Did you know that we have already begun to taste the future world? We are visitors in this age; our true home is in the age to come. That does not mean that we should be irrelevant to this age; rather, it means that we should be all the more relevant, but the substance of our relevance is not following the fads, fashions and whims of our culture. Rather, we shed the light of God’s kingdom, with its transforming vision of justice, peace and righteousness, in a world that has forgotten the only true and transcendent source of hope.
Hebrews 6:5 says that those who believe in Christ “have tasted of the powers of the age to come.” Likewise, Paul declares that Christ delivered us from (literally) “this present evil age” (Galatians 1:4). He also warns us not to be “conformed to this age, but be transformed by your mind being made new,” (Romans 12:2). These writers were simply following what Jesus had already revealed. “If I drive out demons by the Spirit of God,” Jesus announced, “then God’s kingdom has come upon you,” (Matthew 12:28).
The Future Kingdom
Jesus’s contemporaries were expecting the messianic king and future kingdom to come soon; they were expecting the dead to be raised and that God would pour out his Spirit. But the king, Jesus, who is yet to come, has already come the first time. Although we still await the resurrection of our bodies, Jesus has already been raised from the dead in history. And since the day of Pentecost God has been pouring out the Spirit. In the language of many scholars, the kingdom is “already/not yet”: the consummation remains future, but we are already living with some of the benefits of that future kingdom.
“The world around ought to be able to look at the church and see a foretaste of what heaven will be like.”
This future reality invades our lives by the Spirit. The Spirit is promised for the future age, but through him we can taste God’s presence and power in our lives in the present. That is why Paul speaks of the Spirit as the “down payment” of our future inheritance (2 Corinthians 1:22; 5:5; Ephesians 1:13-14). The Greek word sometimes rendered “down payment” here was used in ancient business documents for the first installment: no mere verbal guarantee, it is the beginning experience of what is promised. By experiencing the Spirit, we are experiencing a foretaste of the glories of the coming world in God’s presence.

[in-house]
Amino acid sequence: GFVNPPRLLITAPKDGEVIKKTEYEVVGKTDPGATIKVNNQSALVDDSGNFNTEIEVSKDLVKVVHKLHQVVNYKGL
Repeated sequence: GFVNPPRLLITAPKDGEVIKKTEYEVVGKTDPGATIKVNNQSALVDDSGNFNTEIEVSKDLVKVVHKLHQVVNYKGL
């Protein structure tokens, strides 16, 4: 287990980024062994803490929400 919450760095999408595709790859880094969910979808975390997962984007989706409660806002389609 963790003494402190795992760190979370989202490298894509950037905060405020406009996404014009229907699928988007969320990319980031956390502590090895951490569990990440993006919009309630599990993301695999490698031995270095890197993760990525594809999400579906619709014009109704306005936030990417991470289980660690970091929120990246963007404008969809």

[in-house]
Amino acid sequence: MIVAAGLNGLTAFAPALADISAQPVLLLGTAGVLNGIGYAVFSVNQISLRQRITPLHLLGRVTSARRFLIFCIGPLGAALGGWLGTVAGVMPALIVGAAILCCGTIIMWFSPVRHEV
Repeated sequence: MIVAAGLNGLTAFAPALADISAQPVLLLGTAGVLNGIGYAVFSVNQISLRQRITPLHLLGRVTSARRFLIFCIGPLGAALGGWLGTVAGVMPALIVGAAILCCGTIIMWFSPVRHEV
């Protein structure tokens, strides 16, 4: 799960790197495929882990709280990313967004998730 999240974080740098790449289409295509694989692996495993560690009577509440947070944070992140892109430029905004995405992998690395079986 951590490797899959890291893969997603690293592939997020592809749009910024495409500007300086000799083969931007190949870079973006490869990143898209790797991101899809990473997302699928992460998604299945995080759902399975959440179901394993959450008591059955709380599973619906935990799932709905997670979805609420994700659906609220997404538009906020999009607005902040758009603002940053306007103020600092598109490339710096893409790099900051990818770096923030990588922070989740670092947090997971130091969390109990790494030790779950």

Unseen and Unheard
That is why Paul wrote, “The things that eye has not seen nor ear heard, nor have occurred to the human heart—(so it is with) the things that God has prepared for those who love him. But God has revealed them to us by the Spirit,” (1 Corinthians 2:9-10). Because the Spirit is intimate with God the Father’s heart, Paul explains, we can know God’s heart for us (1 Corinthians 2:10-16). Through the Spirit, we have a foretaste of the beautiful intimacy that we will share with God through all the ages of eternity.
The Future Age
We belong to a future age; let us not forget that crucial feature of our identity. The world around ought to be able to look at the church and see a foretaste of what heaven will be like. If they cannot, it is because we are living short of our birthright in Christ. May we dare to believe what God declares about our identity in Christ, as partakers of a new creation that began when Jesus rose from the dead.